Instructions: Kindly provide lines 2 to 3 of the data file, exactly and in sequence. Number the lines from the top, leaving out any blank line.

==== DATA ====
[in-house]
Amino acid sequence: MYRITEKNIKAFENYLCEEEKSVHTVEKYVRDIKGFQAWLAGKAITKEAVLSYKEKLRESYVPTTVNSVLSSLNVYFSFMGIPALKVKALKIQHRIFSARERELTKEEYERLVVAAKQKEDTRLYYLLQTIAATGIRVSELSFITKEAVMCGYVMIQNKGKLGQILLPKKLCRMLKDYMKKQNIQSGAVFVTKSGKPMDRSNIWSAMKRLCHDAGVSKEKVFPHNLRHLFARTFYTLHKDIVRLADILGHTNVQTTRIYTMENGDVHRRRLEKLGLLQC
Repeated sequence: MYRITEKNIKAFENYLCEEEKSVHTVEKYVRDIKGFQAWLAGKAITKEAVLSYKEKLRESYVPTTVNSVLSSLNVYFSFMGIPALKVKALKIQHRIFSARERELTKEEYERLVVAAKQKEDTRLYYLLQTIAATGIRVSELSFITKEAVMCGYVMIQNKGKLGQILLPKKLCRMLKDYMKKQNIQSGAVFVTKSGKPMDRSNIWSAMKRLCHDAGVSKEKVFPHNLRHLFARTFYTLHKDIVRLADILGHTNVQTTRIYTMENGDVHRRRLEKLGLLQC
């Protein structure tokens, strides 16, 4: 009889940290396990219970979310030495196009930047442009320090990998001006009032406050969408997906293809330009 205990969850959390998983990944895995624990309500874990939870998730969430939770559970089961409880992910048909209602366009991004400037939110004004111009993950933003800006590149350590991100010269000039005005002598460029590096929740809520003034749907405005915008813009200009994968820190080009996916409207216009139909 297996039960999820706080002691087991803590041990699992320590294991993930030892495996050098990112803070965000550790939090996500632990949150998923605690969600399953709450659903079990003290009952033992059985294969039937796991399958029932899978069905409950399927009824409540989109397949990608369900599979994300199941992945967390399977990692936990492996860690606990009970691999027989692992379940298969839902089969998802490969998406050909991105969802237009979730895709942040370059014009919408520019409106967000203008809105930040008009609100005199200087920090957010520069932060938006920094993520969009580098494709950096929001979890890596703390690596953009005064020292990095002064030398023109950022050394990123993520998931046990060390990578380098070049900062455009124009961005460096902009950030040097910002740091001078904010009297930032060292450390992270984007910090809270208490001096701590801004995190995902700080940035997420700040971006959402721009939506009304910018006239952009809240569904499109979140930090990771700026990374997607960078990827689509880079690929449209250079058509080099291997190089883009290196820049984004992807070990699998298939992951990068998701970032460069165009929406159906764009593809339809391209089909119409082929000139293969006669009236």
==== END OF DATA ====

Amino acid sequence: MYRITEKNIKAFENYLCEEEKSVHTVEKYVRDIKGFQAWLAGKAITKEAVLSYKEKLRESYVPTTVNSVLSSLNVYFSFMGIPALKVKALKIQHRIFSARERELTKEEYERLVVAAKQKEDTRLYYLLQTIAATGIRVSELSFITKEAVMCGYVMIQNKGKLGQILLPKKLCRMLKDYMKKQNIQSGAVFVTKSGKPMDRSNIWSAMKRLCHDAGVSKEKVFPHNLRHLFARTFYTLHKDIVRLADILGHTNVQTTRIYTMENGDVHRRRLEKLGLLQC
Repeated sequence: MYRITEKNIKAFENYLCEEEKSVHTVEKYVRDIKGFQAWLAGKAITKEAVLSYKEKLRESYVPTTVNSVLSSLNVYFSFMGIPALKVKALKIQHRIFSARERELTKEEYERLVVAAKQKEDTRLYYLLQTIAATGIRVSELSFITKEAVMCGYVMIQNKGKLGQILLPKKLCRMLKDYMKKQNIQSGAVFVTKSGKPMDRSNIWSAMKRLCHDAGVSKEKVFPHNLRHLFARTFYTLHKDIVRLADILGHTNVQTTRIYTMENGDVHRRRLEKLGLLQC